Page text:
NFTC hires Tax Lobbyist Catherine Schultz as VP for Tax Policy
The National Foreign Trade Council (NFTC) has announced that Catherine Schultz will join the organization as the new Vice President for Tax Policy.
“We welcome Cathy to the NFTC team and are pleased to have her on board,” said Bill Reinsch, President of NFTC. “She brings with her more than 25 years of international and U.S. tax policy experience, which will be an invaluable resource for our member companies and groups with a stake in tax policies set by Congress and legislative bodies across the globe.”
Before joining NFTC, Schultz was a principal at Capital Strategies Group, LLC, where she represented the interests of clients on pending tax legislation and served as a legislative advocate on international taxation, research and development, depreciation and capital gains issues. Schultz also has held leadership positions in the Tax Coalition, where she was a member of the Board of Directors and a former Private Sector co-chair.
Prior to her work at Capital Strategies Group, Schultz was director of tax legislation and regulatory affairs at Honeywell and before that she held a similar position with WorldCom. In addition, Schultz has been a tax policy analyst for a number of firms, including Miller & Chevalier, Hogan & Hartson and Caplin & Drysdale, among others.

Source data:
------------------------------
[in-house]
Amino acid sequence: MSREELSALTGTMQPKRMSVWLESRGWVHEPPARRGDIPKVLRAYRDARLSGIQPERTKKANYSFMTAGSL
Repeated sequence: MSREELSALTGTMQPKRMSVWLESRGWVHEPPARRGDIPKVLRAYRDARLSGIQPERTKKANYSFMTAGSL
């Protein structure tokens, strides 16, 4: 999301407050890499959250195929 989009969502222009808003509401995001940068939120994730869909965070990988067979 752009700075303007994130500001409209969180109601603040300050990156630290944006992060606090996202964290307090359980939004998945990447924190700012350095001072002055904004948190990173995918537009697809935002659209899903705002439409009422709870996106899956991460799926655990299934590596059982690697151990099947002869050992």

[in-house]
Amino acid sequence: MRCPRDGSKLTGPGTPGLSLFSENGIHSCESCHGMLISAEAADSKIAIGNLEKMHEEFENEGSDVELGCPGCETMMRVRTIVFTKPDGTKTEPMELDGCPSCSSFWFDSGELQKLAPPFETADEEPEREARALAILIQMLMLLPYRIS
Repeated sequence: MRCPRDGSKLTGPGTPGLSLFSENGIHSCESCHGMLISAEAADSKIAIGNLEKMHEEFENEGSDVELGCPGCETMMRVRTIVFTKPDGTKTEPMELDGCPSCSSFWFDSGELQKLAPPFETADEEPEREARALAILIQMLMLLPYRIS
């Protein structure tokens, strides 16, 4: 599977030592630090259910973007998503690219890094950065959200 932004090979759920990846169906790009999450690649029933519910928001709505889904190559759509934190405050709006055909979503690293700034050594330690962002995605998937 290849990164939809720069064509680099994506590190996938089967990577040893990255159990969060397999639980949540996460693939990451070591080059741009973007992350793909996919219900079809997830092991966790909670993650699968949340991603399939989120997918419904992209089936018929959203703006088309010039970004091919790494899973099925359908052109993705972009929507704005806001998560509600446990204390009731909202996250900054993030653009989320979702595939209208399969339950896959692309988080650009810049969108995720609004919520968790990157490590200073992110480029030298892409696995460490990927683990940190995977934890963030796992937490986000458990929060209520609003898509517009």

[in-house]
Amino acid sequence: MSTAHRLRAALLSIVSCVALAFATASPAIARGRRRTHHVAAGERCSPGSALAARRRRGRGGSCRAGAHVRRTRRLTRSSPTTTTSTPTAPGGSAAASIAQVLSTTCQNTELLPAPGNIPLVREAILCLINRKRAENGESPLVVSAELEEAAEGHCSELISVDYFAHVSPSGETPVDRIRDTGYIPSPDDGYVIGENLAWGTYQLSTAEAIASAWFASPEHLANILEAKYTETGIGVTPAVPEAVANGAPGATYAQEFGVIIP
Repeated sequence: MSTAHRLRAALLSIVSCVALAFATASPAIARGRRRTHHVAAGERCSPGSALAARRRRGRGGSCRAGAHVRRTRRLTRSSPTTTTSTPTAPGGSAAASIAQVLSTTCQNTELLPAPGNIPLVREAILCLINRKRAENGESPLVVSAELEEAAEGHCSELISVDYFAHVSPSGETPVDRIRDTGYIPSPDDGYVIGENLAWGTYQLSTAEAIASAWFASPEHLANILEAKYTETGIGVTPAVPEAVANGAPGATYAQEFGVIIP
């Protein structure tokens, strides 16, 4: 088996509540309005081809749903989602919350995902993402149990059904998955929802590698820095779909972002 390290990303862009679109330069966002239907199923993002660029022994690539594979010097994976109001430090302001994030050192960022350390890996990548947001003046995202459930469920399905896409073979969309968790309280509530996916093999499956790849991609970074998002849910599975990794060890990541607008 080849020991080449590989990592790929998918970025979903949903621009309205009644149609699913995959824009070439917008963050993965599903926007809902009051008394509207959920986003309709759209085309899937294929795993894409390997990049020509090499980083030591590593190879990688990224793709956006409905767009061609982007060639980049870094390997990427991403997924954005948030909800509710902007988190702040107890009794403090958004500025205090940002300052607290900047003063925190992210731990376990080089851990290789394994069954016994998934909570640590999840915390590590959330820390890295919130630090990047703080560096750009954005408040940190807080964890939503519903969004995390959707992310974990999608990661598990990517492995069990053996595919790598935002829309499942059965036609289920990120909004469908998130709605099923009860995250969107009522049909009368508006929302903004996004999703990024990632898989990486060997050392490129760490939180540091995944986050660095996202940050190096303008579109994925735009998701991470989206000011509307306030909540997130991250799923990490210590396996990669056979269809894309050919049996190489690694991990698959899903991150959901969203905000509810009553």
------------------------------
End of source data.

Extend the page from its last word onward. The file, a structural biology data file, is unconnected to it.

The NFTC, founded in 1914, is the only business association dedicated solely to trade policy, export finance, international tax, and human resource issues. The organization represents over 300 companies through its offices in New York and Washington, D.C. As VP for Tax Policy, Schultz will oversee NFTC’s legislative and tax treaty efforts and continue the important work of the International Tax Committee.
Ms. Schultz will replace Judy Scarabello, who will join the international tax group at Seagate Technologies in Scotts Valley, California. Scarabello served as VP for Tax Policy from 2002 to present and during that time, her international tax policy responsibilities included advocating legislation, administration and tax treaty activities, as well as chairing the International Tax Committee. During her tenure at NFTC, Scarabello was named to Tax Business Magazine’s “2005 Power 50 List,” which recognized her as one of the 50 most powerful individuals in global tax.
“We thank Judy for her commitment and hard work over the past four years. She has done a terrific job for the NFTC Tax Committee during her tenure, and we wish her well in this new phase of her career,” concluded Reinsch.